Technique Summary: BABOK 10.23 and Agile 7.14

By Alissa Johnson

Below is a summary of section 10.23- Glossary from BABOK® version 3 and Agile Technique 7.14 – Retrospectives from the Agile extension to the BABOK v2.

Technique 10.23– Glossary

A list of terms and established definitions provides a common language that can be used to communicate and exchange ideas among stakeholders. Glossaries provide an organized, and continuously accessible, common understanding of stakeholder terms, within a particular domain.
Stakeholder terms may have different meanings for any two people. Organizations or industries may use a term differently than how it is generally understood.

  • A term is included in the glossary when:
    • The term is unique to a domain,
    • There are multiple definitions for the term,
    • The definition implied is outside of the term's common use, or
    • There is a reasonable chance of misunderstanding.

A glossary should be created in the early stages of a project to facilitate knowledge transfer and understanding. A single point of contact should be responsible for the maintenance and distribution of the glossary throughout the initiative. Organizations that maintain glossaries often find additional uses for this information and are able to leverage the glossary for future initiatives.

  • Consider the following when developing a glossary:
    • Definitions should be clear, concise, and brief,
    • Acronyms should be spelled out if used in a definition,
    • Stakeholders should have easy and reliable access to glossaries, and
    • Editing should be limited to specific stakeholders

Usage Considerations                                                                            

Strengths Limitations
Promotes common understanding of the business domain and better communication among all stakeholders Requires an owner to perform timely maintenance, otherwise it becomes outdated and may be ignored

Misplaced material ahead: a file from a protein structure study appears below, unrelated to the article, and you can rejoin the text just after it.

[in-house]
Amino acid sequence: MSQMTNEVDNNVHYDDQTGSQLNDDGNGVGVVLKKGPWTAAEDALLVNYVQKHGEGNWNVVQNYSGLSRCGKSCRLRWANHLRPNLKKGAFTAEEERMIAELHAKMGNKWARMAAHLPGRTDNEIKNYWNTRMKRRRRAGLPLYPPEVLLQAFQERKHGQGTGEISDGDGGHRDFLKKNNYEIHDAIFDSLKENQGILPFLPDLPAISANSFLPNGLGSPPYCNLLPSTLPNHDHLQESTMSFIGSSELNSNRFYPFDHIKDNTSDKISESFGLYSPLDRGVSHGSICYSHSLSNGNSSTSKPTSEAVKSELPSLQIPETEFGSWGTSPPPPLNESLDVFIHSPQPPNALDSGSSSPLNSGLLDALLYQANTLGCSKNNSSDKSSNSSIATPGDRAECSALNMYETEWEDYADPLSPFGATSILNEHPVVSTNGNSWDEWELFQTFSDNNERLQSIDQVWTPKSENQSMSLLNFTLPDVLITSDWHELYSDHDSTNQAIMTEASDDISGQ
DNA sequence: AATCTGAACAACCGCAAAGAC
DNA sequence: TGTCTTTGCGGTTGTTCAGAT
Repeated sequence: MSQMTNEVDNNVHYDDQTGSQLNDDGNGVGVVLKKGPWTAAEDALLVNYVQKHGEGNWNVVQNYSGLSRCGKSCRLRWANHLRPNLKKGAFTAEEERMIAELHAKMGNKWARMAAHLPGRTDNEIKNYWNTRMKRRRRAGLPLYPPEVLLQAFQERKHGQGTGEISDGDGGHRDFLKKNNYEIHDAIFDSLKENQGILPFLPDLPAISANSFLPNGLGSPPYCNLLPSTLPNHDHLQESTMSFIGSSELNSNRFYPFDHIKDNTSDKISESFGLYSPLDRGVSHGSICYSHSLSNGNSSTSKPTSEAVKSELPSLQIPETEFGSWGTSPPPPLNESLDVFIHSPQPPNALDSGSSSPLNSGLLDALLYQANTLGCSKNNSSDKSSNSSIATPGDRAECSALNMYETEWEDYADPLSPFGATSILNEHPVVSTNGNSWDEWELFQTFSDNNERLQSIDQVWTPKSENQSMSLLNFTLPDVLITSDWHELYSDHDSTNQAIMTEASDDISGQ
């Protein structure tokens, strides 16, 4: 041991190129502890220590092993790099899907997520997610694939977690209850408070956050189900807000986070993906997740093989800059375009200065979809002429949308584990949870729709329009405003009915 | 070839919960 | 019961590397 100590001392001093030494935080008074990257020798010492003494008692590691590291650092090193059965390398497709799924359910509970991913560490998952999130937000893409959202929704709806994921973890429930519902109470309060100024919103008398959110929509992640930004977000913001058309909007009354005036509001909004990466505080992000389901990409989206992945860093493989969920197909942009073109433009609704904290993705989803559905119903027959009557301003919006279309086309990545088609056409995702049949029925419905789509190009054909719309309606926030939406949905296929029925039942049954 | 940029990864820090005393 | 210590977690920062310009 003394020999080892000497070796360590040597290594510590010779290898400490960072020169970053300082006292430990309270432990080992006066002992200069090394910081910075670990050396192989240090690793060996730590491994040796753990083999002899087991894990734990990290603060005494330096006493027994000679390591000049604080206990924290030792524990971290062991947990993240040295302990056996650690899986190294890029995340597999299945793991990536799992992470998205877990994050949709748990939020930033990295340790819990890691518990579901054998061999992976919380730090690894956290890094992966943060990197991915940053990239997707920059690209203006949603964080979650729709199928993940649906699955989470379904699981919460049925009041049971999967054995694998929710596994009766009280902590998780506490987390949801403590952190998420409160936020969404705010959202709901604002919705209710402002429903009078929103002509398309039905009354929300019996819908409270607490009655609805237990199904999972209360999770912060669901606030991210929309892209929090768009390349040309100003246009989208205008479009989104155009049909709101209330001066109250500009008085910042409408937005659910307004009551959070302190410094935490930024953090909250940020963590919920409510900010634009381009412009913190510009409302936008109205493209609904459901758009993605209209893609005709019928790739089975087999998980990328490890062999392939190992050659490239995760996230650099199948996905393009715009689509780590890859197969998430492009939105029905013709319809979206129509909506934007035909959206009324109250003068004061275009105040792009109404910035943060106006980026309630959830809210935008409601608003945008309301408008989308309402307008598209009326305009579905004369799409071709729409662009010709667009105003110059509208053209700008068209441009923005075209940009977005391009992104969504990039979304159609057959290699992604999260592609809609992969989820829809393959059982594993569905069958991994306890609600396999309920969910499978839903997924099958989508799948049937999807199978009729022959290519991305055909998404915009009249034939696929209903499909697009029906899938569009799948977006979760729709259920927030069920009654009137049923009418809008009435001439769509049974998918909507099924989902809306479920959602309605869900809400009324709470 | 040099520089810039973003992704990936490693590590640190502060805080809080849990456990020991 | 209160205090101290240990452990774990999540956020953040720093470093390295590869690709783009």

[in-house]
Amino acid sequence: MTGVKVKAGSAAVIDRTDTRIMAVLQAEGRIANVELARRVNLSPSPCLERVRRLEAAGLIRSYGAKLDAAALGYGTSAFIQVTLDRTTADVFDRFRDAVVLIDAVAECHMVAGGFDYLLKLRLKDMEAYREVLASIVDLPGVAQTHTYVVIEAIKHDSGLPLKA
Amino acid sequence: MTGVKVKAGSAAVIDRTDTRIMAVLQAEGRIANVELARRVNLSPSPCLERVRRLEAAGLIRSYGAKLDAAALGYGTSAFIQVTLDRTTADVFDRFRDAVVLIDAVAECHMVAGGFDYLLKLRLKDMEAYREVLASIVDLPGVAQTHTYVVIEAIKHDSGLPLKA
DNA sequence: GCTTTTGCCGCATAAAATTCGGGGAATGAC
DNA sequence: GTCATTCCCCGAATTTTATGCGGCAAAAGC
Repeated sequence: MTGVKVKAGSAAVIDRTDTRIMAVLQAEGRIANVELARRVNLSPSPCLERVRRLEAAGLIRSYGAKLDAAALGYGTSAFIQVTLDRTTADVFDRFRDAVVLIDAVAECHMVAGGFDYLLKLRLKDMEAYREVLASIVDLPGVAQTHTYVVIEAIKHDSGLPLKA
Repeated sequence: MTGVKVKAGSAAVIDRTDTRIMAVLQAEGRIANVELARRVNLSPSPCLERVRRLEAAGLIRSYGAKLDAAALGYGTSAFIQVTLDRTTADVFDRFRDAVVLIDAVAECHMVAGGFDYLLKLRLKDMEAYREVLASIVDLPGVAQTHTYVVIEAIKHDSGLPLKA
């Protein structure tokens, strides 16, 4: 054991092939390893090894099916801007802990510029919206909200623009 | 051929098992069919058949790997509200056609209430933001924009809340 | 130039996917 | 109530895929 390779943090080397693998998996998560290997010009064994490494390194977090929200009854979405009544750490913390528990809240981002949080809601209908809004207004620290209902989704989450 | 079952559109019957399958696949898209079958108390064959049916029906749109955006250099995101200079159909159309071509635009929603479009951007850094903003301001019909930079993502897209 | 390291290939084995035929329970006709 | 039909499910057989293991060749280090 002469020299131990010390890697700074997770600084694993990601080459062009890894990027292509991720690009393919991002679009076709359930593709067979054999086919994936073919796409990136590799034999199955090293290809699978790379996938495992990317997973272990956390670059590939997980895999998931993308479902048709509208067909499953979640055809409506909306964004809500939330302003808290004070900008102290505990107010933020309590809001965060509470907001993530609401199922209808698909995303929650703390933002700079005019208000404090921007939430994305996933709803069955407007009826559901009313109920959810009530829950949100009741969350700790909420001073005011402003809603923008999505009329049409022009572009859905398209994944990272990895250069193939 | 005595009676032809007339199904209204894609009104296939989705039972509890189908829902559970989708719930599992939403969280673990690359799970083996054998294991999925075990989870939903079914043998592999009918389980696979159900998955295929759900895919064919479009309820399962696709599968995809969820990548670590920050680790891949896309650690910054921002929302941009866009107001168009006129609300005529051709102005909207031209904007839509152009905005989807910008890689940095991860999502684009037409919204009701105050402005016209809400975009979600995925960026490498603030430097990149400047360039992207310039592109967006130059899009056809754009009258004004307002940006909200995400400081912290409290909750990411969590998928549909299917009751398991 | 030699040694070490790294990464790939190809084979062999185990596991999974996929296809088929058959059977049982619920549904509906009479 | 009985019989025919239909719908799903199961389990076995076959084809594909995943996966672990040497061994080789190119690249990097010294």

Capturing the definitions as part of an enterprise's documentation provides a single reference and encourages consistency It may be challenging for different stakeholders to agree on a single definition for a term
Simplifies the writing and maintenance of other business analysis information including but not limited to requirements, business rules, and change strategy  


Agile Technique 7.14 – Retrospectives
Retrospectives provide an opportunity for the entire team to continuously improve by reflecting on what went well, and what could have gone better, on recent deliveries. Retrospectives are held at key milestones in the solution life cycle, normally at the end of every iteration/release, so learning can be quickly embedded in the processes and practices going forward. Retrospectives focus on identifying process improvements and include safety checks to ensure team members can speak freely and constructively. It may be useful for Retrospectives to be facilitated by a neutral facilitator rather than by a member of the team.

  1. Review Previous Action Items: action items identified in the previous retrospective are reviewed, and progress and impact assessed.
  2. Preparation: The team prepares ideas from the recent iteration that may be analyzed in the retrospective.
  3. Safety Check: The team agrees, together, to trust each other and to believe every comment or suggestion is intended for the sole purpose of improving the team's performance.
  4. Identify the Items: There are many mechanisms to identify items to discuss. One of the most common is for all team members to write up things that went well, things to improve, and things of interest to share as a group.
  5. Choosing Future Actions: Once all the ideas have been discussed to the satisfaction of the team, the team decides which solutions or improvements to focus on next. The team then identifies a timeline and assigns responsibility to an individual team member who ensures the solution or improvement is implemented.

Usage Considerations

Strengths Limitations
An excellent way for the team to find a collective voice around opportunities for team improvement Team members may feel obliged to pretend that they trust each other, even though they do not
Addresses issues early and focuses on improving the process Retrospectives are only of value if the team acts upon the learning from the session to improve the process
Allows continuous improvement of the team Most ideas raised are known to at least one member of the team, and should be addressed as they arise rather than in the retrospective
Empowers the team If issues raised in the retrospective are not addressed, there is a risk to team morale and motivation
Can be self-facilitated by the team